Racial-Ethnic Diversity and Socioeconomic Prosperity in U.S. Counties
Luke Rogers, University of New Hampshire
Andrew Schaefer, University of New Hampshire
Justin R. Young, University of New Hampshire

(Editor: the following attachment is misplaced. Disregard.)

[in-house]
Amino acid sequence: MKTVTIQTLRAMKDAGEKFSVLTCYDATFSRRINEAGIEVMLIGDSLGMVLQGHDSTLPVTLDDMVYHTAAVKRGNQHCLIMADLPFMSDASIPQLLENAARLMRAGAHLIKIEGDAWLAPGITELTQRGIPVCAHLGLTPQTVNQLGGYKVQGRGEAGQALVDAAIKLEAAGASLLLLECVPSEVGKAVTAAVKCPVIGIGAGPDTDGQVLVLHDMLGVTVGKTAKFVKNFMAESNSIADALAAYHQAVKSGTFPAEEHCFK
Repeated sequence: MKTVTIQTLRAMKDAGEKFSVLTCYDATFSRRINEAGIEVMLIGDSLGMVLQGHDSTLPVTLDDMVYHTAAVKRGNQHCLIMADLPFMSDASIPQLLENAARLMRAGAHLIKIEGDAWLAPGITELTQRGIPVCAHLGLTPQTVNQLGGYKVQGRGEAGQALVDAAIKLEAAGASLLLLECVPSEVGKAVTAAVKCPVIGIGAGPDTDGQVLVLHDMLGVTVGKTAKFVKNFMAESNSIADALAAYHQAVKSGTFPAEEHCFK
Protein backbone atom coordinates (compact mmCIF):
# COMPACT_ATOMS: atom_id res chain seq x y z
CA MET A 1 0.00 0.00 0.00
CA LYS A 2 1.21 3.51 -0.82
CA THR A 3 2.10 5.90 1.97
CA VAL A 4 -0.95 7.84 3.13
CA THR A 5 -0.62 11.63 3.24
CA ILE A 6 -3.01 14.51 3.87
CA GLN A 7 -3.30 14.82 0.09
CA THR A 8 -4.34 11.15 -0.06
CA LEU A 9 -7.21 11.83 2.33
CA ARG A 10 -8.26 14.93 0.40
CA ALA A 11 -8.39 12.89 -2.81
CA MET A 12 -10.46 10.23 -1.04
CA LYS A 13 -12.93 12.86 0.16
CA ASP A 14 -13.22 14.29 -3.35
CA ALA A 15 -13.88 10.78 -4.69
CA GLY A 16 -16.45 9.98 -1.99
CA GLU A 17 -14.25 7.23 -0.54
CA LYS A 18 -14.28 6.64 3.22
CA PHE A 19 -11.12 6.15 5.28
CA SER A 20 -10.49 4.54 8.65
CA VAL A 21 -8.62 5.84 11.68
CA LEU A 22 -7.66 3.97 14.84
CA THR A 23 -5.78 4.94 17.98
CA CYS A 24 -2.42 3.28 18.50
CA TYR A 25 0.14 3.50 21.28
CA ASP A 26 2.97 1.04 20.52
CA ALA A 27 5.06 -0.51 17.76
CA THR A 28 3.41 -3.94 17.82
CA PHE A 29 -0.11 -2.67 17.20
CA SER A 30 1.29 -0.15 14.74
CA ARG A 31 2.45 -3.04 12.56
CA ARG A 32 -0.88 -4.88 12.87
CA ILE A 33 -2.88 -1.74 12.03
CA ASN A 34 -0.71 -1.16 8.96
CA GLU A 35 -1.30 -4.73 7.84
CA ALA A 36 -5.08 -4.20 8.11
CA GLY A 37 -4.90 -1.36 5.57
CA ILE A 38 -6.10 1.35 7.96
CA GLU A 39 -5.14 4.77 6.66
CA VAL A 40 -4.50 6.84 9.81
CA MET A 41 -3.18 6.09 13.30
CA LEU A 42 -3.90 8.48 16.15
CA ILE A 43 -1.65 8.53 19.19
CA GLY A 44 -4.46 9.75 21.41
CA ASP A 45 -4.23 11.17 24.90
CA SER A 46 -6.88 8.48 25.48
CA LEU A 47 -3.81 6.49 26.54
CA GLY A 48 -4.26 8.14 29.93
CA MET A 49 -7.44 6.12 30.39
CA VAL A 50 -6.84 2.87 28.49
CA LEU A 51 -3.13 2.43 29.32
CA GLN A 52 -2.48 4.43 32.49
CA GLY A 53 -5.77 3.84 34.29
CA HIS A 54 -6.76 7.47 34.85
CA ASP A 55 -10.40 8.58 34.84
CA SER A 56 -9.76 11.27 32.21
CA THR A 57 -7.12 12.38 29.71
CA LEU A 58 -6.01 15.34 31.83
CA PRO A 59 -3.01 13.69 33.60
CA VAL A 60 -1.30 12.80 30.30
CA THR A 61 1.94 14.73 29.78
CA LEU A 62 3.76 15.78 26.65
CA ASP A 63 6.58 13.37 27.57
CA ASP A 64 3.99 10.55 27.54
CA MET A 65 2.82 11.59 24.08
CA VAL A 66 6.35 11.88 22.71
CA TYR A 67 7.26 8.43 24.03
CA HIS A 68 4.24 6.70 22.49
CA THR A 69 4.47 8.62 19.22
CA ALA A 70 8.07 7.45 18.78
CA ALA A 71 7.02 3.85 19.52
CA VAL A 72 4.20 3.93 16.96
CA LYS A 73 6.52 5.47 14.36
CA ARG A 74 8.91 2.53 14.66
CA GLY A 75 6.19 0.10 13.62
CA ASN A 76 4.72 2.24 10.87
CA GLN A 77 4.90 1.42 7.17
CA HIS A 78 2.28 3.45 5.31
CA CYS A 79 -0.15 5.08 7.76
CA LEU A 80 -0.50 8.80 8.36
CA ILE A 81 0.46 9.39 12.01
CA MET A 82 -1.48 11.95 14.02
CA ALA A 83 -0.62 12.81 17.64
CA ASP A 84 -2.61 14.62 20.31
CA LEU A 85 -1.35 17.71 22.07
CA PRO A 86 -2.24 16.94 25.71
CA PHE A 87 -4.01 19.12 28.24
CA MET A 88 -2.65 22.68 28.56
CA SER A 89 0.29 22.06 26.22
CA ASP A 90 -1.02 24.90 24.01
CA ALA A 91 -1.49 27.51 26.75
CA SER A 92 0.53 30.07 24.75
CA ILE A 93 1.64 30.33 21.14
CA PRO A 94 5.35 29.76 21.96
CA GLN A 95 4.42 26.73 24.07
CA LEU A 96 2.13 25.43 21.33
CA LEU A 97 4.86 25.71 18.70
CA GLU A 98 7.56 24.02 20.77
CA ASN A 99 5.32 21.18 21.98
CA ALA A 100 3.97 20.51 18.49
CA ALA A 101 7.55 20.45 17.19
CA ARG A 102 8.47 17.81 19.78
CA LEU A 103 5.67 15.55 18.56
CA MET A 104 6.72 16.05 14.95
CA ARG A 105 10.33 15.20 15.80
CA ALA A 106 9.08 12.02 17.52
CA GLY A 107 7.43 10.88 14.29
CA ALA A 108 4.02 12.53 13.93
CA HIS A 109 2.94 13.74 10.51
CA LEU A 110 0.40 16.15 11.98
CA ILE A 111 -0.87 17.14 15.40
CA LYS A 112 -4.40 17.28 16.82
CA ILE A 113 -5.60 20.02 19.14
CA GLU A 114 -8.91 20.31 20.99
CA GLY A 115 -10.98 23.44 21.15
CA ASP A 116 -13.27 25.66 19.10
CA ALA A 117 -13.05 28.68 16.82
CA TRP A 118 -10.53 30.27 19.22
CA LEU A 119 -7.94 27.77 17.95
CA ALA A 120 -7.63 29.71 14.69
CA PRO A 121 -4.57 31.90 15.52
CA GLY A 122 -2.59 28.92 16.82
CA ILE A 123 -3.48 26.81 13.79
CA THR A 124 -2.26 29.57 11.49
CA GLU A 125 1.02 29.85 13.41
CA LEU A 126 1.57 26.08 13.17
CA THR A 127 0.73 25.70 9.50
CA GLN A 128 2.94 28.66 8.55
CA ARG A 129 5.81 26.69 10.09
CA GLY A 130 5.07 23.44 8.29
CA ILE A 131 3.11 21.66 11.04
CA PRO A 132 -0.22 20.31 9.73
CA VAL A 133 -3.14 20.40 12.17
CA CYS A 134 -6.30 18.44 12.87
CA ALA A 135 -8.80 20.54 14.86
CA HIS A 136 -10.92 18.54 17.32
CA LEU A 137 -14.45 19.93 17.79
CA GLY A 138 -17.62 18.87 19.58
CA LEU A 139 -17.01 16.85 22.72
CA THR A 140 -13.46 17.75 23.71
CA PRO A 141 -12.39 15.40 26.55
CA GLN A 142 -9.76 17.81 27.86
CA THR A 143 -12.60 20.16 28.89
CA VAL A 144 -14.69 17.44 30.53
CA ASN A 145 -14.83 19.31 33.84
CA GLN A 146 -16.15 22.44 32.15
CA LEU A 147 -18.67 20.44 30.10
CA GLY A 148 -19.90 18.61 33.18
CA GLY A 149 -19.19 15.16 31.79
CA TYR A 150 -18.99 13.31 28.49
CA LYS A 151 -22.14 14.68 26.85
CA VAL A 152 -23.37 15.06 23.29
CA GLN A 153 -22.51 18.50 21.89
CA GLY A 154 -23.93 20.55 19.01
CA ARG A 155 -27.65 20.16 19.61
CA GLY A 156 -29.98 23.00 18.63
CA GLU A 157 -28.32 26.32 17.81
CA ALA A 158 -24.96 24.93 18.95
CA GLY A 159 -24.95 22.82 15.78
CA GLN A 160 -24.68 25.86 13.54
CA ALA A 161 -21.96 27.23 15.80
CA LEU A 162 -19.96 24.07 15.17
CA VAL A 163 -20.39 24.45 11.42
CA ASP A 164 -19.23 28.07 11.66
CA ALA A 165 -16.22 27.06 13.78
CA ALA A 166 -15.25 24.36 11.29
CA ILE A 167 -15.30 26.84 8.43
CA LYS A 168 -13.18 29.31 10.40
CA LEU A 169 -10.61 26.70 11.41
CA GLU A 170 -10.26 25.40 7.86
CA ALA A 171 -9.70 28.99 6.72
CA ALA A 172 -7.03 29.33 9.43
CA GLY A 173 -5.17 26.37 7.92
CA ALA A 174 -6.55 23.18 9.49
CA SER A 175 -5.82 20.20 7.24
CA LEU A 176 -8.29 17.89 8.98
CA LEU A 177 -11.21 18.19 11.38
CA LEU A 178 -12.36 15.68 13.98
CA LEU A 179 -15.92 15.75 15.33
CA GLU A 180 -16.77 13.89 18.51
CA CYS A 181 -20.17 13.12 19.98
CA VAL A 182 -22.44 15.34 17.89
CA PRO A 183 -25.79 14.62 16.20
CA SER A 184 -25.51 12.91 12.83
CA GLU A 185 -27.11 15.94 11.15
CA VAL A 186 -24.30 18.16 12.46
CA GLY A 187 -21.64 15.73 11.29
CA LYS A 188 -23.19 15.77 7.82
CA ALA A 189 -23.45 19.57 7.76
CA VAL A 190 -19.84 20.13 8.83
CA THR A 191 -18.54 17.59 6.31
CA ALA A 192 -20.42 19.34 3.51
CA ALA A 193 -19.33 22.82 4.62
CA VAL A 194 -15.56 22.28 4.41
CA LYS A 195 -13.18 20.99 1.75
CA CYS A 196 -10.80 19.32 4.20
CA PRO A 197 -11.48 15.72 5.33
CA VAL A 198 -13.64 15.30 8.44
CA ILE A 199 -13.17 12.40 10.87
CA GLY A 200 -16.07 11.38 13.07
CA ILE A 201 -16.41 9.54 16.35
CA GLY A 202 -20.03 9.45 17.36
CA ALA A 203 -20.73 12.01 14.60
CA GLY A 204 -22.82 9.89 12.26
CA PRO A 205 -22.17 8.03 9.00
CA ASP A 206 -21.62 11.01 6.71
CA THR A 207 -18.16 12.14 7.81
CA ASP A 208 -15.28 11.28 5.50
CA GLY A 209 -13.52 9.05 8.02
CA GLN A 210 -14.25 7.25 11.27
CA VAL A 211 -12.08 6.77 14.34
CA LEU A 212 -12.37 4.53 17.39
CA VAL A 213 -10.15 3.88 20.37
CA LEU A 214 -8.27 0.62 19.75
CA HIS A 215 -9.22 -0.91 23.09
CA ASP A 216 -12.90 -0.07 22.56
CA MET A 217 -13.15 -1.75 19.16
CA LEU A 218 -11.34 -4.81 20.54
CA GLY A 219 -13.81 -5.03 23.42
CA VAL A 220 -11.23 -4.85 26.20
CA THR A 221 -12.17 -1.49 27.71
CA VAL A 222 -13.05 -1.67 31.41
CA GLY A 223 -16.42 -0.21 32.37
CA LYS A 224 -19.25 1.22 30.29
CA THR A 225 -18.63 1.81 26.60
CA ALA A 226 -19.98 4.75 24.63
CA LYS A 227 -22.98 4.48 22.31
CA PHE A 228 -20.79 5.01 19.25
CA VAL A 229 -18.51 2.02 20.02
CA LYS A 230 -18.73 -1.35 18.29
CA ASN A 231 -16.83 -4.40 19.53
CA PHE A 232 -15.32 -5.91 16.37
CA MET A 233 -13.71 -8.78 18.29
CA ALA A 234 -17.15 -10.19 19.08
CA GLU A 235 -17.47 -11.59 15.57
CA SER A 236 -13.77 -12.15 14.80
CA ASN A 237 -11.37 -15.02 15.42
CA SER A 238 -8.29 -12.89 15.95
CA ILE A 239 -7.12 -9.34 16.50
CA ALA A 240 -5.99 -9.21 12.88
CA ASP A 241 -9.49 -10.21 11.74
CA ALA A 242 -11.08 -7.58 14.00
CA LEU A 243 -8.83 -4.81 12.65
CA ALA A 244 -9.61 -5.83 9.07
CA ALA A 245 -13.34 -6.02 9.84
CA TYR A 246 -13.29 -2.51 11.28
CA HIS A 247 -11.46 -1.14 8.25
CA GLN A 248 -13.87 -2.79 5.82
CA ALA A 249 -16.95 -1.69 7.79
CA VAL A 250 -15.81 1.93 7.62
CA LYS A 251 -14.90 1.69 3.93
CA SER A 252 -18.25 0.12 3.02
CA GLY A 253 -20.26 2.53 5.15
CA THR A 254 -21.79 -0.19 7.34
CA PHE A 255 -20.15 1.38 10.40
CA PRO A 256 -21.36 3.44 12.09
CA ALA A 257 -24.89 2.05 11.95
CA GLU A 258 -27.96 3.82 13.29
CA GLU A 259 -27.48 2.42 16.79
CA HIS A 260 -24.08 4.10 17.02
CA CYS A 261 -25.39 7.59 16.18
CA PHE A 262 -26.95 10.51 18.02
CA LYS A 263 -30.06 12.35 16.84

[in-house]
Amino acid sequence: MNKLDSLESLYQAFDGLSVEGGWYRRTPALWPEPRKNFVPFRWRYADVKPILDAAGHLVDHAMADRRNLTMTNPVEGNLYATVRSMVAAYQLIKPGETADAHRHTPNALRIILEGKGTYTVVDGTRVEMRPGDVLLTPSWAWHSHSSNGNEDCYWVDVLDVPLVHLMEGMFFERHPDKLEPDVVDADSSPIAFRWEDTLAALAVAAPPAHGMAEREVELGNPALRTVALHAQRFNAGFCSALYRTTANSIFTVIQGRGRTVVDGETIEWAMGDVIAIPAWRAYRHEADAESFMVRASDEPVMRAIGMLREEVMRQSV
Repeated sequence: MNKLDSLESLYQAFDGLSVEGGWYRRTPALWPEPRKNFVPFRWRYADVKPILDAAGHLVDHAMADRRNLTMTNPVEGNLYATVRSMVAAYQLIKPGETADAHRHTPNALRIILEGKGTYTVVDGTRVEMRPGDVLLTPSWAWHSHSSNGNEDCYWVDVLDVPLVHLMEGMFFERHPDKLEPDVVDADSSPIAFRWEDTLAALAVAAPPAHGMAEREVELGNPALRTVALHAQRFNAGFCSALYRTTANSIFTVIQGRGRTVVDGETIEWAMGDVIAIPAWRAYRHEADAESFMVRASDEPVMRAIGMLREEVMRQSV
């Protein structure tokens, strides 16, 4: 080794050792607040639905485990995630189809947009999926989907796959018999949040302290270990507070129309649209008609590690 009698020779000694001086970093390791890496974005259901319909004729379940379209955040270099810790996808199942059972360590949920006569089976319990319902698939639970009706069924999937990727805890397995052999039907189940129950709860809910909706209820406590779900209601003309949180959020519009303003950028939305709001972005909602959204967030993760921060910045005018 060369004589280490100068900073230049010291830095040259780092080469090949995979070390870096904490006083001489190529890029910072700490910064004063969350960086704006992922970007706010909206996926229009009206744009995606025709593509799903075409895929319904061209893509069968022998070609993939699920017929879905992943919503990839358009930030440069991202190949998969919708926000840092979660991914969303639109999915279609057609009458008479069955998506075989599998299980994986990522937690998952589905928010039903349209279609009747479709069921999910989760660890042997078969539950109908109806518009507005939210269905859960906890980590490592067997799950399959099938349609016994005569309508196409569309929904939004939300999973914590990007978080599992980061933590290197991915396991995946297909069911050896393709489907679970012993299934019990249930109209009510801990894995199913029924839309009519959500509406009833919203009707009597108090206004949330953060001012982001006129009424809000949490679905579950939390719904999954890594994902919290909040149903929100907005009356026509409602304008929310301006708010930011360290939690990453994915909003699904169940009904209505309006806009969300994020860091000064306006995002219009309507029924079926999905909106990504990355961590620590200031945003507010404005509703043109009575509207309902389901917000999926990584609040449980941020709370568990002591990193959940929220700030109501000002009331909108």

Researchers interested in the spatial distribution of ethno-racial inequality tend to focus on nonwhites’ overrepresentation in disadvantaged places, but less is known about places that are both diverse and economically advantaged. We use county-level data to explore the relationship between socioeconomic prosperity and diversity, paying particular attention to metropolitan status and other factors that might separate prosperous diverse counties from ones that are diverse but not prosperous. We find, among counties that are more diverse than average, only 13 percent are “prosperous” (that is, they experience less poverty and unemployment, lower high-school drop rates, and fewer housing problems than the nation). These diverse, prosperous counties are most commonly on the fringes of large core metropolitan areas, whereas diverse places that are not prosperous are typically classified as nonmetropolitan. Logistic regression models will be used to identify other dimensions along which diverse counties are stratified, including labor-market composition and migration-related characteristics.